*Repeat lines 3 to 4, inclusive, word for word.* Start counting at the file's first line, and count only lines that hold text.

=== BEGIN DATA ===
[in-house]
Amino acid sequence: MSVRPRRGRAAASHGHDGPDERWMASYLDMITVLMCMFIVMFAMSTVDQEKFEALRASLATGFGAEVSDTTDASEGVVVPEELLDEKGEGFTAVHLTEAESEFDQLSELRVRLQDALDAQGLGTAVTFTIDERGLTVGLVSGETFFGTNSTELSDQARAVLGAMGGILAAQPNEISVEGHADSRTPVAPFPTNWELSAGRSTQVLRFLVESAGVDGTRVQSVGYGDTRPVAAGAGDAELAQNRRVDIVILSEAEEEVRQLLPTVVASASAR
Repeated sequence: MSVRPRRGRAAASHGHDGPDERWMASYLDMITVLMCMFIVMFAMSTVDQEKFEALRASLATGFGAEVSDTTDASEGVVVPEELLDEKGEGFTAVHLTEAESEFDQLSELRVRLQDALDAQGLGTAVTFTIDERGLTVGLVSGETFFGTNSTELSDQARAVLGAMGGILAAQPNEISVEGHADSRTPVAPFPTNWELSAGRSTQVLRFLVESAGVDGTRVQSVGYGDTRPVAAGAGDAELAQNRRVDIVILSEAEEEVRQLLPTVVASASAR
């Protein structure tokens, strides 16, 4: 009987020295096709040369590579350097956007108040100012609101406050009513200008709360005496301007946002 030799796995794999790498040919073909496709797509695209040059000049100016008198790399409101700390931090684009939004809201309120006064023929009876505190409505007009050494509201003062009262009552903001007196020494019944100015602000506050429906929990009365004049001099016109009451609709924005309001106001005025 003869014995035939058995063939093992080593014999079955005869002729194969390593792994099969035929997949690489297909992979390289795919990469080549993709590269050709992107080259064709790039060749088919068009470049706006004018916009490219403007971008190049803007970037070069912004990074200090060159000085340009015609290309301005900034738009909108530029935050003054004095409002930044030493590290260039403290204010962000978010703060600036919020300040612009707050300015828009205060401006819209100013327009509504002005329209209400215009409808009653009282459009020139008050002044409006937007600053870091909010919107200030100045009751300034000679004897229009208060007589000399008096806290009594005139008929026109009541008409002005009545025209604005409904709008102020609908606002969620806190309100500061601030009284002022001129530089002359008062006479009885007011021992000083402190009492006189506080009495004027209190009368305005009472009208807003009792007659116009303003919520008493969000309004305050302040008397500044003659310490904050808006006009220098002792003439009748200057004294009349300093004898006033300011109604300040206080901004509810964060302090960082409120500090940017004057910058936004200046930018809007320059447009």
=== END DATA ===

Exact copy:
Repeated sequence: MSVRPRRGRAAASHGHDGPDERWMASYLDMITVLMCMFIVMFAMSTVDQEKFEALRASLATGFGAEVSDTTDASEGVVVPEELLDEKGEGFTAVHLTEAESEFDQLSELRVRLQDALDAQGLGTAVTFTIDERGLTVGLVSGETFFGTNSTELSDQARAVLGAMGGILAAQPNEISVEGHADSRTPVAPFPTNWELSAGRSTQVLRFLVESAGVDGTRVQSVGYGDTRPVAAGAGDAELAQNRRVDIVILSEAEEEVRQLLPTVVASASAR
């Protein structure tokens, strides 16, 4: 009987020295096709040369590579350097956007108040100012609101406050009513200008709360005496301007946002 030799796995794999790498040919073909496709797509695209040059000049100016008198790399409101700390931090684009939004809201309120006064023929009876505190409505007009050494509201003062009262009552903001007196020494019944100015602000506050429906929990009365004049001099016109009451609709924005309001106001005025 003869014995035939058995063939093992080593014999079955005869002729194969390593792994099969035929997949690489297909992979390289795919990469080549993709590269050709992107080259064709790039060749088919068009470049706006004018916009490219403007971008190049803007970037070069912004990074200090060159000085340009015609290309301005900034738009909108530029935050003054004095409002930044030493590290260039403290204010962000978010703060600036919020300040612009707050300015828009205060401006819209100013327009509504002005329209209400215009409808009653009282459009020139008050002044409006937007600053870091909010919107200030100045009751300034000679004897229009208060007589000399008096806290009594005139008929026109009541008409002005009545025209604005409904709008102020609908606002969620806190309100500061601030009284002022001129530089002359008062006479009885007011021992000083402190009492006189506080009495004027209190009368305005009472009208807003009792007659116009303003919520008493969000309004305050302040008397500044003659310490904050808006006009220098002792003439009748200057004294009349300093004898006033300011109604300040206080901004509810964060302090960082409120500090940017004057910058936004200046930018809007320059447009």